Speaking at the Bipartisan Policy Center, Tillis recounted a story from 2010. “I was having a discussion with someone, and we were at a Starbucks in my district, and we were talking about certain regulations where I felt like ‘maybe you should allow businesses to opt out,'" he said. When the conversation turned to restaurant regulations, Tillis recalled saying, “I don’t have any problem with Starbucks if they choose to opt out of this policy as long as they post a sign that says ‘We don’t require our employees to wash their hands after leaving the restroom.’ The market will take care of that. It’s one example.”Democrats are having a pretty good laugh about this, Republicans are annoyed that no one's paying attention to the moral of Tillis's little parable (see above: "The point here is not a revolutionary movement to fight for the freedom of diners to serve you feces with your Denver omelet. The idea is that, even in the most extreme or absurd situations, the common sense of Americans and the self-correcting nature of the free market take care of many woes.").
But what no one seems to be saying is that his example is actually a perfect illustration of why regulation sometimes is needed. After all, requiring Starbucks to post a sign describing its hand-washing policies, as Tillis suggests, is a form of regulation, almost exactly as onerous as straightforwardly requiring employees to wash their hands. And that sign is necessary because even Thom Tillis does not expect Consumer Reports to follow individual employees into the bathroom, monitor their hand-washing activity, and publish their findings, all in the service of the golden and glorious ideal of perfect market information. That Which Happens In Bathrooms is pretty much the definition of asymmetric market information, and therefore precisely the kind of thing we need regulation in order to correct if we're going to avoid suboptimal market outcomes, e.g., consumers ingesting feces.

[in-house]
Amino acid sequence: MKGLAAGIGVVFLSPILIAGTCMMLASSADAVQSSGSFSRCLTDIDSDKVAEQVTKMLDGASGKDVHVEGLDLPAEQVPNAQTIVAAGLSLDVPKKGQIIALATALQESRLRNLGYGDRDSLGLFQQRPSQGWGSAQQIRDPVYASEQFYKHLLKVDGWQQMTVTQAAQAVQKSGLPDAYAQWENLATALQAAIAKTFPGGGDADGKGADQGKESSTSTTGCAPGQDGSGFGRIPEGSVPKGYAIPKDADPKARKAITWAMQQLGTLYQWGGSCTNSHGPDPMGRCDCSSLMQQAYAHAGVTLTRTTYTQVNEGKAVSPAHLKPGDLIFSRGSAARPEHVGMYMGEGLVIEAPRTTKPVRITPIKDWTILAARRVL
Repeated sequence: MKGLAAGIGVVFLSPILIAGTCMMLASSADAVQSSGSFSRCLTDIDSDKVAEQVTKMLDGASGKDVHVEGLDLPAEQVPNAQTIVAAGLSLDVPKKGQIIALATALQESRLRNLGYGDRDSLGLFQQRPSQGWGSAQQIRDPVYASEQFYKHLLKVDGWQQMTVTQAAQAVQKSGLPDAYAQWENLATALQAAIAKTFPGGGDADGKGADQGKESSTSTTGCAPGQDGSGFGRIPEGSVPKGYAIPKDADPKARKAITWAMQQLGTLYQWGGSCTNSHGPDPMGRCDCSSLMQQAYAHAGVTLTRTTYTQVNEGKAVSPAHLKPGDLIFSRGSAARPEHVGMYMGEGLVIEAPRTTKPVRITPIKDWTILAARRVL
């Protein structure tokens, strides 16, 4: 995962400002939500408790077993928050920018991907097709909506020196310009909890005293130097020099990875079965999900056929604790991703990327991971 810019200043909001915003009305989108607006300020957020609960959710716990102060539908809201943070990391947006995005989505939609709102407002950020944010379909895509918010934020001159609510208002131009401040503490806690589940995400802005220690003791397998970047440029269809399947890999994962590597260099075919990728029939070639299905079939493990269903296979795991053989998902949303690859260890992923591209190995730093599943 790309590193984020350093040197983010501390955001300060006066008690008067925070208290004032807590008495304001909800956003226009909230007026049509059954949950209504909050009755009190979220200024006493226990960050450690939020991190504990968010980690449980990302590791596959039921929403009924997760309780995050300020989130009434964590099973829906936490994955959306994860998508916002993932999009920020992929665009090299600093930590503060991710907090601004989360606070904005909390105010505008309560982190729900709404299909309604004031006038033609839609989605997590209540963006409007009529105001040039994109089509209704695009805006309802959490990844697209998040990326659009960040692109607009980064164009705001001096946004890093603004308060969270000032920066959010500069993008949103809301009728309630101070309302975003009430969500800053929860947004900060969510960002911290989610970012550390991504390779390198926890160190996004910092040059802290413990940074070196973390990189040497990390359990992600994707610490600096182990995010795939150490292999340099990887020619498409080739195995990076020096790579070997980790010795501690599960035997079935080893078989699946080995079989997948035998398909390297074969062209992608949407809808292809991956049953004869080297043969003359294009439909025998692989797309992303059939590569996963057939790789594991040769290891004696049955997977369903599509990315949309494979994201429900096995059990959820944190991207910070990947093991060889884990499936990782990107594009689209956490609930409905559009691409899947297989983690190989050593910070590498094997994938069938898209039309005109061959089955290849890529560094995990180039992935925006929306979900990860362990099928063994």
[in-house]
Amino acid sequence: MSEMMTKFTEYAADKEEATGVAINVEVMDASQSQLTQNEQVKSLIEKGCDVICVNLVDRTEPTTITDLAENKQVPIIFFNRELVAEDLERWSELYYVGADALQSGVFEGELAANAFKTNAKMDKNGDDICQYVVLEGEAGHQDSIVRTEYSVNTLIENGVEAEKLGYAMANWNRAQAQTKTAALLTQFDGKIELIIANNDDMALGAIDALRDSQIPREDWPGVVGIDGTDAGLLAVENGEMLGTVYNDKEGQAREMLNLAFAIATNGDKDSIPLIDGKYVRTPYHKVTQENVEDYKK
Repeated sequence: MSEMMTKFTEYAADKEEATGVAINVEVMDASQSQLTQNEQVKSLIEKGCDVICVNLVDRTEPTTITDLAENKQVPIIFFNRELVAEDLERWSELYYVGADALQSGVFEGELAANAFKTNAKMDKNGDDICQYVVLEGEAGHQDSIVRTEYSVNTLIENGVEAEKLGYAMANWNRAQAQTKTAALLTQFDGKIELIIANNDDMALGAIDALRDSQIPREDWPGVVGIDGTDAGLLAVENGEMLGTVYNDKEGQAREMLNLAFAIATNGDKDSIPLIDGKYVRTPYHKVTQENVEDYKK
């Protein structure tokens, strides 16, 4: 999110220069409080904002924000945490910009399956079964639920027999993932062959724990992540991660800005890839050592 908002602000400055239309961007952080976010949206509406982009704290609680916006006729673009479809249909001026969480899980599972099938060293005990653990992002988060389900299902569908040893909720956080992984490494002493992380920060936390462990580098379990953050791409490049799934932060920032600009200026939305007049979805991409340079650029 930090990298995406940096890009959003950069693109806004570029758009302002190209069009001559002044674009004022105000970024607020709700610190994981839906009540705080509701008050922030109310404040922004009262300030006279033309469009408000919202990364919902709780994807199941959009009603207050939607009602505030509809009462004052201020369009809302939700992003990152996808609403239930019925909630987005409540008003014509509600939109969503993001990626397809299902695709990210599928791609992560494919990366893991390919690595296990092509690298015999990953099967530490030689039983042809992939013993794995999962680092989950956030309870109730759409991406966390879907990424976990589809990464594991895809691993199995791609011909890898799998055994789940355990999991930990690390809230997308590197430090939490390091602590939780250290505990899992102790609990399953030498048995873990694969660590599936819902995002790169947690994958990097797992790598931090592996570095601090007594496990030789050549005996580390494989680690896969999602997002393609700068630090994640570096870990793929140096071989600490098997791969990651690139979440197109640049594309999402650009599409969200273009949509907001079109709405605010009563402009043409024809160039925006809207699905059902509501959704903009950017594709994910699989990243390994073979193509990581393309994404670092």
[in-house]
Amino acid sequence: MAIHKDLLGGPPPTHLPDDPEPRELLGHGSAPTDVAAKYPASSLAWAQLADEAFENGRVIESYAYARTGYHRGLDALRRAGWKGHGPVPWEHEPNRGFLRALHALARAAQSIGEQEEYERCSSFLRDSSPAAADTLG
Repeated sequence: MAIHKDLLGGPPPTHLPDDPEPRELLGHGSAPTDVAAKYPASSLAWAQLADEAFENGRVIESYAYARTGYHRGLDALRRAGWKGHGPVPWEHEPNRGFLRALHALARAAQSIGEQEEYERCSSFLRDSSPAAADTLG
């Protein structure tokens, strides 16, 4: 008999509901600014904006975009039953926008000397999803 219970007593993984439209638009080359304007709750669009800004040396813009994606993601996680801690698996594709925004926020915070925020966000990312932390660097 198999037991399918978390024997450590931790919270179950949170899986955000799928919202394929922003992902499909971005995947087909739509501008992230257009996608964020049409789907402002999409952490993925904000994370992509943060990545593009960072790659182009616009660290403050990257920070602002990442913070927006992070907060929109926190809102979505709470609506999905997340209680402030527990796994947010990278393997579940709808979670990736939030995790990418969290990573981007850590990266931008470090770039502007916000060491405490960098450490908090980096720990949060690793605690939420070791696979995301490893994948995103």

It's pretty telling that Thom Tillis, trying to explain why government solutions are unnecessary, could himself only resolve the Great Bathroom Hygiene Conundrum by resorting to a government solution. Sure, his uses information and the other uses a straight-up mandate, but tomato, tomahto, right? I'd personally advise him to think even more deeply about this important policy question -- maybe he'll start to wonder if he's hit upon something pretty fundamental about the role of the government in the marketplace. And then maybe, like, announce his support for annuity disclosure regulations or something. We can dream?